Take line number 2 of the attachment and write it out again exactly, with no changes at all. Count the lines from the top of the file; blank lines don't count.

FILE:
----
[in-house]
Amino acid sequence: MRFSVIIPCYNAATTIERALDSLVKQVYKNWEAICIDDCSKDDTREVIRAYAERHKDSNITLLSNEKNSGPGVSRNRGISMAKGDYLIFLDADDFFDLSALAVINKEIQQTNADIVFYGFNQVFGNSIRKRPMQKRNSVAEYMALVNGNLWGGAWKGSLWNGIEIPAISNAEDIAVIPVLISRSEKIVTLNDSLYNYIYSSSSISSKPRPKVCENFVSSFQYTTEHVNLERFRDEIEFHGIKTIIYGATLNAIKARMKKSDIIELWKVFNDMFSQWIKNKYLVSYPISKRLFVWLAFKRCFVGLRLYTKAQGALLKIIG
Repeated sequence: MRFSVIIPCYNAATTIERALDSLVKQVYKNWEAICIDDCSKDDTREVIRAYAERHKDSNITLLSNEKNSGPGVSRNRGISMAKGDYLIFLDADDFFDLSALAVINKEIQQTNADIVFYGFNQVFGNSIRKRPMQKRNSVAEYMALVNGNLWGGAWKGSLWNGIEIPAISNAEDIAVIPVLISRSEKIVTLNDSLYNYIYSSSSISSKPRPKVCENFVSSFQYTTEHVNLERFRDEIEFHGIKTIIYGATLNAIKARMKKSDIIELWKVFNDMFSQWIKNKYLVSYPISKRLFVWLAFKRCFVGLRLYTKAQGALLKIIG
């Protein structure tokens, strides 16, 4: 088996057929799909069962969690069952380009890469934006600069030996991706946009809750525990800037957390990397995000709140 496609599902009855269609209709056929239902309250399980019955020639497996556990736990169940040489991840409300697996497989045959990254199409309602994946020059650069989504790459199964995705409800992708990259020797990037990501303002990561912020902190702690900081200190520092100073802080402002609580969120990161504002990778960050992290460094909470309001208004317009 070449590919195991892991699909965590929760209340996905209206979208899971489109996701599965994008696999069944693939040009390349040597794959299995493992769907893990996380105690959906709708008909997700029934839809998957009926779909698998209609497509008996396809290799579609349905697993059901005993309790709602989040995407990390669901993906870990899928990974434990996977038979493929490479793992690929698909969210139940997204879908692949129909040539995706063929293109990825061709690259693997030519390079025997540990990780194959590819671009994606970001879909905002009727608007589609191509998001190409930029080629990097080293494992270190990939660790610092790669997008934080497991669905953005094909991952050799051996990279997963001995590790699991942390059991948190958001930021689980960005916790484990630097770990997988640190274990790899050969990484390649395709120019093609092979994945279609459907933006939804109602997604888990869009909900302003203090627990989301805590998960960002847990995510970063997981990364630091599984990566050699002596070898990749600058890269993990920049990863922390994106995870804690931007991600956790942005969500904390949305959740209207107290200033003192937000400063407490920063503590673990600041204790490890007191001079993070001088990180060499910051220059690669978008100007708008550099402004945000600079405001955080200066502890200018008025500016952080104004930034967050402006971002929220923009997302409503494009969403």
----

Amino acid sequence: MRFSVIIPCYNAATTIERALDSLVKQVYKNWEAICIDDCSKDDTREVIRAYAERHKDSNITLLSNEKNSGPGVSRNRGISMAKGDYLIFLDADDFFDLSALAVINKEIQQTNADIVFYGFNQVFGNSIRKRPMQKRNSVAEYMALVNGNLWGGAWKGSLWNGIEIPAISNAEDIAVIPVLISRSEKIVTLNDSLYNYIYSSSSISSKPRPKVCENFVSSFQYTTEHVNLERFRDEIEFHGIKTIIYGATLNAIKARMKKSDIIELWKVFNDMFSQWIKNKYLVSYPISKRLFVWLAFKRCFVGLRLYTKAQGALLKIIG